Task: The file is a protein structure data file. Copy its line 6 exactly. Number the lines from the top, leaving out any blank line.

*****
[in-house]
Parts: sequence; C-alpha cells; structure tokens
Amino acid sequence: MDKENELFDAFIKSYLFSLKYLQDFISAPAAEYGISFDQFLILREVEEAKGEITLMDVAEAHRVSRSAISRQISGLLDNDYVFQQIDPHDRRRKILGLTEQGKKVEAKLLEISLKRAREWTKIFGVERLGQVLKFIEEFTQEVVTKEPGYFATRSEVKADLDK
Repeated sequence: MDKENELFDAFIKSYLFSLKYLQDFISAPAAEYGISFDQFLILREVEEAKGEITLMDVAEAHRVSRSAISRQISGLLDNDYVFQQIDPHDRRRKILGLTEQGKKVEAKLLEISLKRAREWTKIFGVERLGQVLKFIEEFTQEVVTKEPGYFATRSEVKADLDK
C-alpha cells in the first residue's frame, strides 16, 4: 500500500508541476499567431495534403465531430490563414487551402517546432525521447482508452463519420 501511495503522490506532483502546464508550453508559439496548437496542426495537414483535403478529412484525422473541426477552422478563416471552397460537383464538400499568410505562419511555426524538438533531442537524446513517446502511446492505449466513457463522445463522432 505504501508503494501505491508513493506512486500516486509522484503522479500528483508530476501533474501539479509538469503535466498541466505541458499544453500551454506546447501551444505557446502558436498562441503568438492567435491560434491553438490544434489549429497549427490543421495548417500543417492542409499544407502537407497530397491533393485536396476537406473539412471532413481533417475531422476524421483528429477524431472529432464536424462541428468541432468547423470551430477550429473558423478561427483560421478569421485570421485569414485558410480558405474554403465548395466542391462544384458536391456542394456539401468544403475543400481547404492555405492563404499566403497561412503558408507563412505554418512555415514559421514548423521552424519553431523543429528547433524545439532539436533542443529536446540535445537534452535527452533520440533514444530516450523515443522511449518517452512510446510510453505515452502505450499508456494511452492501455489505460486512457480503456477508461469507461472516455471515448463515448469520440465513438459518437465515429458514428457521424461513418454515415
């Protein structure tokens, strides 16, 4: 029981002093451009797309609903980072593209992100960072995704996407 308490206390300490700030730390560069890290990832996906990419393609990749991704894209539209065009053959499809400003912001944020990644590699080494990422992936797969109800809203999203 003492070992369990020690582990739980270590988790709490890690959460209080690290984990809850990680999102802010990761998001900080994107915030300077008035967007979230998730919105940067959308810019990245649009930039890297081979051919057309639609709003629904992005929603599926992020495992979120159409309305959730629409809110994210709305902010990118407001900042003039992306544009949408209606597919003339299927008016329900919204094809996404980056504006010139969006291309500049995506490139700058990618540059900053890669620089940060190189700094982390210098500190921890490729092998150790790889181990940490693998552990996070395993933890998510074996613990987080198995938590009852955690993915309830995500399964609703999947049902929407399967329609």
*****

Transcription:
């Protein structure tokens, strides 16, 4: 029981002093451009797309609903980072593209992100960072995704996407 308490206390300490700030730390560069890290990832996906990419393609990749991704894209539209065009053959499809400003912001944020990644590699080494990422992936797969109800809203999203 003492070992369990020690582990739980270590988790709490890690959460209080690290984990809850990680999102802010990761998001900080994107915030300077008035967007979230998730919105940067959308810019990245649009930039890297081979051919057309639609709003629904992005929603599926992020495992979120159409309305959730629409809110994210709305902010990118407001900042003039992306544009949408209606597919003339299927008016329900919204094809996404980056504006010139969006291309500049995506490139700058990618540059900053890669620089940060190189700094982390210098500190921890490729092998150790790889181990940490693998552990996070395993933890998510074996613990987080198995938590009852955690993915309830995500399964609703999947049902929407399967329609």